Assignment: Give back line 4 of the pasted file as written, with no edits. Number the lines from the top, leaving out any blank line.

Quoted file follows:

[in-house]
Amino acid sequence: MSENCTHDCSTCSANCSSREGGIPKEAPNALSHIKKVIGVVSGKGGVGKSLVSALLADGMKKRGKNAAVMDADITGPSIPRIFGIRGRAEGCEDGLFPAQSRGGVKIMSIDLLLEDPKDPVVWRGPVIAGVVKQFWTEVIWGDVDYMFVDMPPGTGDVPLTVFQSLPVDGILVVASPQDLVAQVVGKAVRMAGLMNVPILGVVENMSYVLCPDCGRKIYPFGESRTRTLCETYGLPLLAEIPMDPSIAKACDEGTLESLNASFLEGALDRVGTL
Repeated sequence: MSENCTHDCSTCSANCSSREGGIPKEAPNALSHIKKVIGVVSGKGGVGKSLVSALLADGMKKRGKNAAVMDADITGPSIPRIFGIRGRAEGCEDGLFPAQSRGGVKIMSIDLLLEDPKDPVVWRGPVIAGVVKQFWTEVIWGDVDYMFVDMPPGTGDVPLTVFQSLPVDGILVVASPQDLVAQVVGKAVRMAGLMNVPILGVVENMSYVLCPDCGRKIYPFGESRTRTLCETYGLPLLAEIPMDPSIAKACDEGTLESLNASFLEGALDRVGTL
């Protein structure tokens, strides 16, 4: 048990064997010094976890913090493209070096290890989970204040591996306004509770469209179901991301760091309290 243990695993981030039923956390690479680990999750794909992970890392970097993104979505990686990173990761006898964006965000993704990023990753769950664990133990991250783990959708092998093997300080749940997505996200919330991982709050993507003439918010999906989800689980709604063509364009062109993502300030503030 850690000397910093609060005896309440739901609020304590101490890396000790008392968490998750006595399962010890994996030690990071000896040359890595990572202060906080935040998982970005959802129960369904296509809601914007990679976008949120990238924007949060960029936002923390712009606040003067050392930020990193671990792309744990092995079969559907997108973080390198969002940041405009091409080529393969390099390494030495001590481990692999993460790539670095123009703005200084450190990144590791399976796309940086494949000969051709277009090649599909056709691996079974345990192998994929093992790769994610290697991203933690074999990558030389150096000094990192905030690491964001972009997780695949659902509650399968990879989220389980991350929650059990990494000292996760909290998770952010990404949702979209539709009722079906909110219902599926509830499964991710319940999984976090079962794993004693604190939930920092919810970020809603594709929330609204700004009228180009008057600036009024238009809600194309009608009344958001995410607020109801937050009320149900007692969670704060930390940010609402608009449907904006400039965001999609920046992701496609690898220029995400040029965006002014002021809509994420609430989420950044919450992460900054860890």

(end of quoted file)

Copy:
């Protein structure tokens, strides 16, 4: 048990064997010094976890913090493209070096290890989970204040591996306004509770469209179901991301760091309290 243990695993981030039923956390690479680990999750794909992970890392970097993104979505990686990173990761006898964006965000993704990023990753769950664990133990991250783990959708092998093997300080749940997505996200919330991982709050993507003439918010999906989800689980709604063509364009062109993502300030503030 850690000397910093609060005896309440739901609020304590101490890396000790008392968490998750006595399962010890994996030690990071000896040359890595990572202060906080935040998982970005959802129960369904296509809601914007990679976008949120990238924007949060960029936002923390712009606040003067050392930020990193671990792309744990092995079969559907997108973080390198969002940041405009091409080529393969390099390494030495001590481990692999993460790539670095123009703005200084450190990144590791399976796309940086494949000969051709277009090649599909056709691996079974345990192998994929093992790769994610290697991203933690074999990558030389150096000094990192905030690491964001972009997780695949659902509650399968990879989220389980991350929650059990990494000292996760909290998770952010990404949702979209539709009722079906909110219902599926509830499964991710319940999984976090079962794993004693604190939930920092919810970020809603594709929330609204700004009228180009008057600036009024238009809600194309009608009344958001995410607020109801937050009320149900007692969670704060930390940010609402608009449907904006400039965001999609920046992701496609690898220029995400040029965006002014002021809509994420609430989420950044919450992460900054860890």